• Shipping costs and shortages among truck drivers, longshoreman, and more skilled laborers is leading to cost increases for inventory for caterers, linen suppliers, and more.
  • Aside from inventory, equipment rentals and other event elements that will need to be delivered and picked up from an event are dependent on delivery truck drivers who, you guessed it, are short staffed these days.
  • Rising event insurance costs are also somewhat impacted by staffing shortages. From security services for major events or concerts, to greater liability coverage due to anticipated staffing shortfalls, event hosts can expect to pay heftier premiums than before.

This has two impacts for event planners:


  • Profit margins are not likely to be as expansive as previous iterations of an annual event might indicate. You should forecast your profit and expenses accordingly, to avoid being stunned by cost overruns that make your event a money loser.
  • Quotes to customers also need to be thought out and reworked with rising costs in mind. This might involve over-quoting to begin the process, or notifying a customer that costs may change if staffing shortages or supply chain issues lead to a sudden increase in cost from a vendor or venue.
 

Challenge #3: Event Experience

 

Naturally, after two years of cancelled events and virtual experiences, event attendees are naturally excited for the return of many in-person events. However, these attendees are often using the last “normal” event as a frame of reference, which can lead to disappointment if staffing shortages lead to decreases in offerings, services, or event experiences. While you can try to avoid this in event planning by not overstretching your means, the reality is that setting up event attendees for potential headaches or asking for patience due to staffing shortages honestly and in advance can help avoid disgruntled event attendees. Be clear and realistic with your customers and guests ahead of time – you’ll find that people are more likely to cut you some slack if they understand the extent of staffing shortages and the limitations they might be causing you as an event planner, event venue, or vendor.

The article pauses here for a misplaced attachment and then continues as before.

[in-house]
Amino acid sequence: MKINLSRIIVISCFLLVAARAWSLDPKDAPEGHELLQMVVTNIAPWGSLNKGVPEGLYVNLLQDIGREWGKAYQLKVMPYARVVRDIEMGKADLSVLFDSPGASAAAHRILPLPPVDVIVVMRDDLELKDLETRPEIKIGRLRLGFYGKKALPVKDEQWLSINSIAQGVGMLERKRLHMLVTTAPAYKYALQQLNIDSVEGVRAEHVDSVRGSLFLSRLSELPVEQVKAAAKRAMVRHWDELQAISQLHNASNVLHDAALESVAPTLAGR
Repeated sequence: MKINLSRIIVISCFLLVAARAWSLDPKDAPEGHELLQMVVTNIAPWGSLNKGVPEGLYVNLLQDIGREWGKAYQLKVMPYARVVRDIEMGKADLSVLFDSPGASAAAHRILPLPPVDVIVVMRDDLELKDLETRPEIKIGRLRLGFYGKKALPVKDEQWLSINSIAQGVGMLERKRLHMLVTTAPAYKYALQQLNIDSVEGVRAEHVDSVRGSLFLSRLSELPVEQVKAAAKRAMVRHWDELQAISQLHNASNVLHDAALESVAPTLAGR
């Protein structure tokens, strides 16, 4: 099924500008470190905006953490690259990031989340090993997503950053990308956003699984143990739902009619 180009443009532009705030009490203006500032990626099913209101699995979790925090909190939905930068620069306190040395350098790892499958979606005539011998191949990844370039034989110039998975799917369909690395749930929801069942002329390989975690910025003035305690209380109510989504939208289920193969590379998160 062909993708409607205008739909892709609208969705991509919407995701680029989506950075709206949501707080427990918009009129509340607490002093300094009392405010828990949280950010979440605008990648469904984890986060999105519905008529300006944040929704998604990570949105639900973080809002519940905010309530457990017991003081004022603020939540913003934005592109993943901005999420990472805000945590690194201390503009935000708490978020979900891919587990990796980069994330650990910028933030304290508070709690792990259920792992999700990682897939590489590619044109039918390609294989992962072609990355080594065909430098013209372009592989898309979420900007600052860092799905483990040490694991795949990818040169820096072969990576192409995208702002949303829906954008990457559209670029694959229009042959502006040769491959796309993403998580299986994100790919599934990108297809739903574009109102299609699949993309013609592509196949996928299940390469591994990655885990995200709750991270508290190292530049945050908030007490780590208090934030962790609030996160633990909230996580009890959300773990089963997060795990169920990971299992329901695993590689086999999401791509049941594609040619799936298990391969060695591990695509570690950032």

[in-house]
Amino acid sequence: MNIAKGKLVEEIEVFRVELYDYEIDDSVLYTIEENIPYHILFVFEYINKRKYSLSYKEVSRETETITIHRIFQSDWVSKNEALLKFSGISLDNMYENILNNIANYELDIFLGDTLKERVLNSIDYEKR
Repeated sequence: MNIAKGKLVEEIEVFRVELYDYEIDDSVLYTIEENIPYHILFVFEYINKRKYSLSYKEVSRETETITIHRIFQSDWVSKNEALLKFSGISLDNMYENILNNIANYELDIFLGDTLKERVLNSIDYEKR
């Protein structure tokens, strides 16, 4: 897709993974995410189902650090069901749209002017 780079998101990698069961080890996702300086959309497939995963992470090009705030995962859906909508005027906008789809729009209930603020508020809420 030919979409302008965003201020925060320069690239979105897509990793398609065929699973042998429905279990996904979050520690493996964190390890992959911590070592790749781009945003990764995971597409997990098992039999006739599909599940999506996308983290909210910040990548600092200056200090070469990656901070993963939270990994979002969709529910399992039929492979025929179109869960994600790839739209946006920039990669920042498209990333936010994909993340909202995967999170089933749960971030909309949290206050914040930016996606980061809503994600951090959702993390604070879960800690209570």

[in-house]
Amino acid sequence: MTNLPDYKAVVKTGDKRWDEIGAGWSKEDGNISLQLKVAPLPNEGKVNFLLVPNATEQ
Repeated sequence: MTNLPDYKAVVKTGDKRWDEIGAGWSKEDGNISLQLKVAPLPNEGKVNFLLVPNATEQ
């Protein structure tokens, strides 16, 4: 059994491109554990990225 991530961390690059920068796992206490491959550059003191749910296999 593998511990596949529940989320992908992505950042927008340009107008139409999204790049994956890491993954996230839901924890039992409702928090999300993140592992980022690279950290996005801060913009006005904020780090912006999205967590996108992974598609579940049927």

Challenge #4: Employee Retention

 

For event profs and vendors who are navigating current staffing shortages and simply trying to make things work from day to day, the stress and frustration can seem daunting. However, one thing that can help anyone managing staff in the event industry is to be proactive about incentivizing and retaining staff. With many workers in many industries making shifts in their careers to jobs that offer greater flexibility, time off, and freedom to relocate, event profs and vendors must work with employees to determine reasonable but competitive staff incentive packages to lessen the impact of staffing shortages that can severely impact the ability to host or properly serve events. While this might involve some significant cost increases in the form of rising wages, better benefits, or adding more staff to cover the same number of hours handled by a single employee in the past, it should be considered a long-term investment. Retaining trained staff can not only help ensure good event experiences for event planners, customers, and attendees alike, but also reduce the constant chaos of trying to hire and train new staff and compete for those bodies with other desperate vendors.